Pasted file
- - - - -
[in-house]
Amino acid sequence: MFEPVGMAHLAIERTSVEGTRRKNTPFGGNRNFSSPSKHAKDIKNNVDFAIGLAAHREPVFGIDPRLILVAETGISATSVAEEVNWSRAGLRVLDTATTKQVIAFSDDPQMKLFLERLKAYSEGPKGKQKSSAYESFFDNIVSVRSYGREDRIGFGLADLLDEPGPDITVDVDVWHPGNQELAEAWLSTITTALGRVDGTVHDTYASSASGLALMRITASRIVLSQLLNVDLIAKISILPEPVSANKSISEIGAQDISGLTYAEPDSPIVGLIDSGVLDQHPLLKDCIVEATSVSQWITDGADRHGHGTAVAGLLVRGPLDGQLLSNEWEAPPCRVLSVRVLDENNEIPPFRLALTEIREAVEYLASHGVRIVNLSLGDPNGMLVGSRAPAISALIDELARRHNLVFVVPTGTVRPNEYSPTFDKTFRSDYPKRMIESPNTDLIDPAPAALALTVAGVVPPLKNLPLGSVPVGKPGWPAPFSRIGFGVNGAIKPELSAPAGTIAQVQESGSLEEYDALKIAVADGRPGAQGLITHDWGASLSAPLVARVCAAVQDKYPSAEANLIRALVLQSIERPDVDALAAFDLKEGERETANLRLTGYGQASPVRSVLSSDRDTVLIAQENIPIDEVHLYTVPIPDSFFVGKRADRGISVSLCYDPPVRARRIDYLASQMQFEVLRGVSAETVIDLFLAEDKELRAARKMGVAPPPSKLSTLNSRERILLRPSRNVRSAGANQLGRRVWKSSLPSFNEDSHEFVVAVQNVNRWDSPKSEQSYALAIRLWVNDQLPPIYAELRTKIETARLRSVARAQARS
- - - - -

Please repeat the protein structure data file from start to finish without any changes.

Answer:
[in-house]
Amino acid sequence: MFEPVGMAHLAIERTSVEGTRRKNTPFGGNRNFSSPSKHAKDIKNNVDFAIGLAAHREPVFGIDPRLILVAETGISATSVAEEVNWSRAGLRVLDTATTKQVIAFSDDPQMKLFLERLKAYSEGPKGKQKSSAYESFFDNIVSVRSYGREDRIGFGLADLLDEPGPDITVDVDVWHPGNQELAEAWLSTITTALGRVDGTVHDTYASSASGLALMRITASRIVLSQLLNVDLIAKISILPEPVSANKSISEIGAQDISGLTYAEPDSPIVGLIDSGVLDQHPLLKDCIVEATSVSQWITDGADRHGHGTAVAGLLVRGPLDGQLLSNEWEAPPCRVLSVRVLDENNEIPPFRLALTEIREAVEYLASHGVRIVNLSLGDPNGMLVGSRAPAISALIDELARRHNLVFVVPTGTVRPNEYSPTFDKTFRSDYPKRMIESPNTDLIDPAPAALALTVAGVVPPLKNLPLGSVPVGKPGWPAPFSRIGFGVNGAIKPELSAPAGTIAQVQESGSLEEYDALKIAVADGRPGAQGLITHDWGASLSAPLVARVCAAVQDKYPSAEANLIRALVLQSIERPDVDALAAFDLKEGERETANLRLTGYGQASPVRSVLSSDRDTVLIAQENIPIDEVHLYTVPIPDSFFVGKRADRGISVSLCYDPPVRARRIDYLASQMQFEVLRGVSAETVIDLFLAEDKELRAARKMGVAPPPSKLSTLNSRERILLRPSRNVRSAGANQLGRRVWKSSLPSFNEDSHEFVVAVQNVNRWDSPKSEQSYALAIRLWVNDQLPPIYAELRTKIETARLRSVARAQARS